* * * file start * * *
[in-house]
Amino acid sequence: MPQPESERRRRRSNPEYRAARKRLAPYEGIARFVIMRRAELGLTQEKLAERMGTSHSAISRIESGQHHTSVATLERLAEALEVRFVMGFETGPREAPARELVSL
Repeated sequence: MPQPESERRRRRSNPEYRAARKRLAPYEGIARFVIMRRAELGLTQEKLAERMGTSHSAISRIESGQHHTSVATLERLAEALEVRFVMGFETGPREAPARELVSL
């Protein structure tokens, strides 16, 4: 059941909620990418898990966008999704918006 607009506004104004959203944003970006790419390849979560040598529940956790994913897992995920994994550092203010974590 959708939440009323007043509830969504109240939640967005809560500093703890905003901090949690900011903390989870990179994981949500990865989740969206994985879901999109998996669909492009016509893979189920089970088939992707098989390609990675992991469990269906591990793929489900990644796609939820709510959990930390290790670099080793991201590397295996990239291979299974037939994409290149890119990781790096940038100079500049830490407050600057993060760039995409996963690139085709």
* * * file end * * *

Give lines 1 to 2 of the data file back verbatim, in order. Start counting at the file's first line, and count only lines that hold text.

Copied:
[in-house]
Amino acid sequence: MPQPESERRRRRSNPEYRAARKRLAPYEGIARFVIMRRAELGLTQEKLAERMGTSHSAISRIESGQHHTSVATLERLAEALEVRFVMGFETGPREAPARELVSL